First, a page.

On eBook distribution, and Artistry

September 17, 2009

I’m working on a couple of eBook projects, and thinking about distribution. Sales figures are important: in the music world, we’ve already seen the move to recording downloads in addition to physical sales for compiling charts. (Chris Heathcote has some thoughts on the latter, and notes we’re not yet at the per-play stage – c.f. bkkeepr.)

My question is: how do you track, monitor and analyse downloads? Particularly of free ebooks?

Imagine this scenario: there’s a free ebook. It’s hosted in one place, and there’s a single addressable URL to access it. This will probably be a pointer, rather than a direct link to the actual file. This means the file can be delivered, but some analytic measure can also be triggered: recording number of downloads and their point of origin.

Yes, it’s perfectly possible someone will repost the file elsewhere, and this will be untrackable. Without imposing arcane and nasty DRM, we will have to ignore this. We’re also ignoring official (and presumably paid-for and therefore separately tracked) downloads avilable via eBook vendors elsewhere.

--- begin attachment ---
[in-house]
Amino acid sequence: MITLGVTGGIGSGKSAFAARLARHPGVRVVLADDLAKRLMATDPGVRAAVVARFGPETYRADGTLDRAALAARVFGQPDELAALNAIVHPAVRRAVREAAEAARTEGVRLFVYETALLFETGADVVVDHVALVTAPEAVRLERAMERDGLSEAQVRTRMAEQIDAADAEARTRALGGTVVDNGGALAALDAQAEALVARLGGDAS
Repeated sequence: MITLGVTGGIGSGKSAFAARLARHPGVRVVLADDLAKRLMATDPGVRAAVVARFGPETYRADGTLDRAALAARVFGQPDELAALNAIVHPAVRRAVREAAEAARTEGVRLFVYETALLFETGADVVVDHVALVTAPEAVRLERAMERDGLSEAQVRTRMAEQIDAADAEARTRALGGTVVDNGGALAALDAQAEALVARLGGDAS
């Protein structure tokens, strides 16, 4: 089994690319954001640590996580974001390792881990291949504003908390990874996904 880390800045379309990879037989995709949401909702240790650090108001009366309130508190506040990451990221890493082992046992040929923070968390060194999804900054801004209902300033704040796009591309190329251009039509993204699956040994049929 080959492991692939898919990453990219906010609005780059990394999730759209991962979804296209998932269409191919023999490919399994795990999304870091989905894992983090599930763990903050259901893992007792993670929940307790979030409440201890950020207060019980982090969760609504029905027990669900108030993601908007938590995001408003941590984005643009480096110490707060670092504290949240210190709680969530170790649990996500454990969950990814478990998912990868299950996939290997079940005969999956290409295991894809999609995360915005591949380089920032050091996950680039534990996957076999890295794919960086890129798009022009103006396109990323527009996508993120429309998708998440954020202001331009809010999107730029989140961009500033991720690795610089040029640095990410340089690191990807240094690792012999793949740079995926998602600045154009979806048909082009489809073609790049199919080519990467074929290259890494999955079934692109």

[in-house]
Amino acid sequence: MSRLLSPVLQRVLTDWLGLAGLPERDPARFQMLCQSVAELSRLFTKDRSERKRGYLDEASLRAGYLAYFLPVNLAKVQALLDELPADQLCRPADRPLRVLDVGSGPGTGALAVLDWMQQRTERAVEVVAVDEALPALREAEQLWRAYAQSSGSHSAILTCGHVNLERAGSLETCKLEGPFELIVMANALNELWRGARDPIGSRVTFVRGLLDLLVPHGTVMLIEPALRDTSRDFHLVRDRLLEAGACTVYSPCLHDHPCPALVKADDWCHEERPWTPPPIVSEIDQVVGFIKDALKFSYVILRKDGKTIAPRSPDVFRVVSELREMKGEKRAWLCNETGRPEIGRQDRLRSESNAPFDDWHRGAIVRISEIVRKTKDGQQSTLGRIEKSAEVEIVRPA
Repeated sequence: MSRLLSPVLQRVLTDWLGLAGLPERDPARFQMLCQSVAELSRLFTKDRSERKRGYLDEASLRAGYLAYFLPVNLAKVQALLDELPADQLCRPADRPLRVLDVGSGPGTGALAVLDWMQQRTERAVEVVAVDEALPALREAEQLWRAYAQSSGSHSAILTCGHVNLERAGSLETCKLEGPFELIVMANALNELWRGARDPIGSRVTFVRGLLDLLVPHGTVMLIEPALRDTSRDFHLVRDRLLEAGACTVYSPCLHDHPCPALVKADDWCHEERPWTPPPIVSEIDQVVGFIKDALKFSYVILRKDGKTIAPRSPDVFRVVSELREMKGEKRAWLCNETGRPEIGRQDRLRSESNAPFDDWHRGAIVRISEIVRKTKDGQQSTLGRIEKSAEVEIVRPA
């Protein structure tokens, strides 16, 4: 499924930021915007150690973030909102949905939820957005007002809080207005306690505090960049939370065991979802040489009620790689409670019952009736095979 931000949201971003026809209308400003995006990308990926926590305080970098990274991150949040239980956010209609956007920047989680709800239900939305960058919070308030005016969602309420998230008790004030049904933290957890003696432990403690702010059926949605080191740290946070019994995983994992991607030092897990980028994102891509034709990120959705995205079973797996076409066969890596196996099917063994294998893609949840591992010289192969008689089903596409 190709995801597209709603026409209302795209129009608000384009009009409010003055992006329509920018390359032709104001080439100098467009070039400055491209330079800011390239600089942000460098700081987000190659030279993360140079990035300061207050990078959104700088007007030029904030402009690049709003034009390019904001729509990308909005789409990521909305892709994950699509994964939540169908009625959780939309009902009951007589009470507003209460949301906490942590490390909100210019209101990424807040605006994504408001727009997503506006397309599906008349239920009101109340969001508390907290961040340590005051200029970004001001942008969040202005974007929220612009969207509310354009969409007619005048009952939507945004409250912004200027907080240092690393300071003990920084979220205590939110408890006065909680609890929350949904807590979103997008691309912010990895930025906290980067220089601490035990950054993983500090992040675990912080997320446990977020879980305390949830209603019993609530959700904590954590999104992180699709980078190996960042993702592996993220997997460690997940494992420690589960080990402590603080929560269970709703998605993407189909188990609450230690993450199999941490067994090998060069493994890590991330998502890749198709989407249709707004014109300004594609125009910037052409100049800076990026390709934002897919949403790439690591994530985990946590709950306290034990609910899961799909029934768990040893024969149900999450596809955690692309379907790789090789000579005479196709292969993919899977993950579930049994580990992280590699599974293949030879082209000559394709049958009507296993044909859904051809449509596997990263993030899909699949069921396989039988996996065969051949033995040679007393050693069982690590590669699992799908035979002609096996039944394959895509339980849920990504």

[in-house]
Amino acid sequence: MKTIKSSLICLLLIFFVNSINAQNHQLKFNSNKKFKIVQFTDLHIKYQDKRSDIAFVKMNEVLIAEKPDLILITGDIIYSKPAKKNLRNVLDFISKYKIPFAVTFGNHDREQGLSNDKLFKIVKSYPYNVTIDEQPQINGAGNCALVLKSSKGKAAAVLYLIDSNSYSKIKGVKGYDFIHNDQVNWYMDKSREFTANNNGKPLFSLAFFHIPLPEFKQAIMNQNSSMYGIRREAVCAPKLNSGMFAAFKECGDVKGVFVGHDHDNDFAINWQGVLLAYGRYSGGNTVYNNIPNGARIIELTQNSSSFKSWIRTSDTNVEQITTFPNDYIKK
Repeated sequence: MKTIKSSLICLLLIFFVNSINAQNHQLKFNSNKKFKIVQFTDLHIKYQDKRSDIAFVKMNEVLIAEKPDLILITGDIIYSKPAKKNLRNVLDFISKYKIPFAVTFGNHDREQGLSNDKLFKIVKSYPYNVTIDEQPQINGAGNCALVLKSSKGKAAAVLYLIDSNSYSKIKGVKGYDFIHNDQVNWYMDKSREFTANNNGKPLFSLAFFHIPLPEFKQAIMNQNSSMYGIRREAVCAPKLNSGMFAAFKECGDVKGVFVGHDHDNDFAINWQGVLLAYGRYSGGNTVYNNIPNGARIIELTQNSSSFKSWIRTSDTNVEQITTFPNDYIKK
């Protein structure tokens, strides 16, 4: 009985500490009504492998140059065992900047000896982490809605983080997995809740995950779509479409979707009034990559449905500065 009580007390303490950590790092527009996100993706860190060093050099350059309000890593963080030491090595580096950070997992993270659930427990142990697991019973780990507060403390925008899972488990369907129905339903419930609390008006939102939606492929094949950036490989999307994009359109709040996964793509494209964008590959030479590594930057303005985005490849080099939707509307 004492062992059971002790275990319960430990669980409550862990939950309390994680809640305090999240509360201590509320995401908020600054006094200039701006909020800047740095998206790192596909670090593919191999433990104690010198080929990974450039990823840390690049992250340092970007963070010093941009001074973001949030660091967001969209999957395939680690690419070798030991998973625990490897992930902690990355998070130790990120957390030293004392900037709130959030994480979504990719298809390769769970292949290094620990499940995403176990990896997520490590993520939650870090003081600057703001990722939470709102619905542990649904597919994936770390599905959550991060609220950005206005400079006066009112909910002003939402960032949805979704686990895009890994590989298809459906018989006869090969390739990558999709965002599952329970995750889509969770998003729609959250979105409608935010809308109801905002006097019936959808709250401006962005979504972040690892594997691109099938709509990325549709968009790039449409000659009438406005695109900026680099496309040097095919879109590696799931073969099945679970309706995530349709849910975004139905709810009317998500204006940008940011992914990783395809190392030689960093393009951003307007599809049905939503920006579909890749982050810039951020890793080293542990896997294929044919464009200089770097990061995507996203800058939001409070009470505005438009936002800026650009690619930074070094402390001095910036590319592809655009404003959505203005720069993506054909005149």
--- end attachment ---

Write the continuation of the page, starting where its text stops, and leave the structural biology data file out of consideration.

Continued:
We’re talking about a single, canonical, trackable address for a single eBook. Are people doing this? How? Thoughts and answers in the comments, please.


Associated with this, I’ve been thinking a lot about artists’ books. That is, works of art in the form of a book. Ready-mades. Uniques (although the term doesn’t apply in this context). And Zines.

I’m thinking of things like the work of Mark Pawson, and Book Works. And the whole history of artists’ books.

I think there are opportunities and affordances for doing things in the eBook space, with artists. Distribution. Links. Algorithmic transformations.